Labor Certification, administered by the U.S. Department of Labor, is normally the first step for a foreign individual to obtain permanent resident status - a green card – through an employment-based immigrant visa petition. A U.S. employer applies on behalf of the foreign worker and must show that this job offer will not displace an available U.S. worker, nor will it adversely affect the wages or working conditions of similarly employed U.S. workers. Labor certification applications are a pre-requisite for most employment-based petitions, with the exception of the EB-1 category and EB-2 National Interest Waiver petitions. In addition, certain shortage occupations – nurses and physical therapists - have been deemed "pre-certified" and do not require labor certification.
On March 28, 2005, the U.S. Department of Labor instituted the PERM process for labor certification applications.
The PERM process was intended to be an attestation of the employer's recruitment efforts similar to the LCA (Labor Condition Application) used by H-1B employers, filed electronically, with the expectation of processing within 45 - 60 days. However, the processing time is in actuality a great deal longer. The PERM process includes the following steps:
1. The employer must register for PERM on the DOL website. The employer must also register its attorney so that the attorney can access the application.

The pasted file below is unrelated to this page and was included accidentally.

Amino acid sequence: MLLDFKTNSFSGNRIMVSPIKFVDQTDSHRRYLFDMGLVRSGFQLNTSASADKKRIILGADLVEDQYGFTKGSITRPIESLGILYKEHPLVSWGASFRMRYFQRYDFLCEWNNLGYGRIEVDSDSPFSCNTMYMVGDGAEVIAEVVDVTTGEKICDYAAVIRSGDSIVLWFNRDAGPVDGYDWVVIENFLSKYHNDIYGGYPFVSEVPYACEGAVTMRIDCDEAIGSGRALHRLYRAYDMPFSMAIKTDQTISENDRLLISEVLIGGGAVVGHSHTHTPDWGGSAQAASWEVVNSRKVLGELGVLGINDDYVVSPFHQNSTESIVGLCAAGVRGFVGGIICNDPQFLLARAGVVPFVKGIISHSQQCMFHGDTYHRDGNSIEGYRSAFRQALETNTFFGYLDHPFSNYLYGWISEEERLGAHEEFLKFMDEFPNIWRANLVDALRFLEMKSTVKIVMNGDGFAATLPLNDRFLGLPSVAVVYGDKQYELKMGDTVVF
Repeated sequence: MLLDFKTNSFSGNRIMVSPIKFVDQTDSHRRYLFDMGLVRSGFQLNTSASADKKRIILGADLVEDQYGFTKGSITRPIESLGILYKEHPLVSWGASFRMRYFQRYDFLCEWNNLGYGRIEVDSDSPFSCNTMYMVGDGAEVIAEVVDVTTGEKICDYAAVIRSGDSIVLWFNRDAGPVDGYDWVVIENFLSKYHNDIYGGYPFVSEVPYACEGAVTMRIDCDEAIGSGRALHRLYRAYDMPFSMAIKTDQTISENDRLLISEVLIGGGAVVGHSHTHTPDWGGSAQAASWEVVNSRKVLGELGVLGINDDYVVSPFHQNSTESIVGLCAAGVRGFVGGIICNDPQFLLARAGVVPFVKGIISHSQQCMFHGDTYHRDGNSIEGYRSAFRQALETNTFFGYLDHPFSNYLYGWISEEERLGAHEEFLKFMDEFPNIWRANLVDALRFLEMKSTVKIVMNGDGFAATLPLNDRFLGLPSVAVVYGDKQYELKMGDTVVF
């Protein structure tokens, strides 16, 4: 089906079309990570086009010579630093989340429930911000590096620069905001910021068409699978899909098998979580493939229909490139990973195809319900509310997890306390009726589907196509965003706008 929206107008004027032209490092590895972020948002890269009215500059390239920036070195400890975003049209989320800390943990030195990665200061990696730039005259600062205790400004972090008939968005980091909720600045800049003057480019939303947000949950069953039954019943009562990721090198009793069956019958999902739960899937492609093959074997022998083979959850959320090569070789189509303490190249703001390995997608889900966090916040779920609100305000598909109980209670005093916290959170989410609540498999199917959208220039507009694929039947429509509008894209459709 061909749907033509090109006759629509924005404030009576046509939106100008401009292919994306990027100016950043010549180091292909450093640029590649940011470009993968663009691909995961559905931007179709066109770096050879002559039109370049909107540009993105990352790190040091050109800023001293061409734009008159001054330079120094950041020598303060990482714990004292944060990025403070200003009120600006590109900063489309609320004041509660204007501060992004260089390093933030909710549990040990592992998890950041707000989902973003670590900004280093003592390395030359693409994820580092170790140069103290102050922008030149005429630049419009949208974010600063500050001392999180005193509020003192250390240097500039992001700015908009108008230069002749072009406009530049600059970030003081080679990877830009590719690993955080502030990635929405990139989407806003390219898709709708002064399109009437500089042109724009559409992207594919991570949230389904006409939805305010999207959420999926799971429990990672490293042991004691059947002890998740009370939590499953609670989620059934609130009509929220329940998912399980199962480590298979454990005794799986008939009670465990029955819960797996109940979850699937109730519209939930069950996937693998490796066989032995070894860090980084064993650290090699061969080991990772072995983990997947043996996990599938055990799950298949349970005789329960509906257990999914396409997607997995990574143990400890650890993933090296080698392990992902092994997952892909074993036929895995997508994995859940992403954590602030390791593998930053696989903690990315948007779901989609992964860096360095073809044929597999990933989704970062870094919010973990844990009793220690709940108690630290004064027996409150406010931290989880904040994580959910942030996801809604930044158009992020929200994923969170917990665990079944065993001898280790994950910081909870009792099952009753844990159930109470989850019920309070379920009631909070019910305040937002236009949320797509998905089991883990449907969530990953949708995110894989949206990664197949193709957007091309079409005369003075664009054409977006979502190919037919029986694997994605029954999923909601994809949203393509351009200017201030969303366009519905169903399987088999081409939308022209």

2. The employer must obtain a prevailing wage determination for the position from the DOL. The employer must pay 100% of the prevailing wage for the position offered.
3. The employer must place a 30 day job order with the local state SWA office. The PERM labor certification may not be submitted until 30 days after this job order has run.
4. The employer must place 2 Sunday newspaper advertisements for the position. If the job offer is for a professional occupation, the employer must conduct 3 other types of recruitment (DOL lists 10 possible types of recruitment methods).
5. The employer must post a notice of the position at its worksite for 10 working days.
6. The employer must submit the PERM application within 180 days of the first ad and at least 30 days after the last ad.
7. The employer must keep track of all applicants for the position and provide lawful job related reasons for not hiring those considered unqualified for the position.
8. The DOL may audit this PERM application and request that the employer submit to DOL all documentation supporting its recruitment for the position.
Although the PERM process is intended to simplify and shorten the labor certification process, it has proven to be at times a long and tedious process.
|Special Handling of Labor Certification Applications for College and University Teachers:
Labor Certification Applications filed by colleges or universities for teachers are done under "special handling" procedures. The employer must demonstrate that it has conducted a competitive recruitment selection process (involving at least one advertisement in a national professional journal) within 18 months of filing the application, and that the foreign individual is more qualified than any of the U.S. workers who applied for the job. Special handling has the advantage of allowing college or university employers to hire the most qualified individual rather than a minimally qualified U.S. worker, as in the normal type of labor certification processing. Specialized handling is also filed through the PERM process.
To request a consultation regarding an application for Labor Certification, please contact our office here.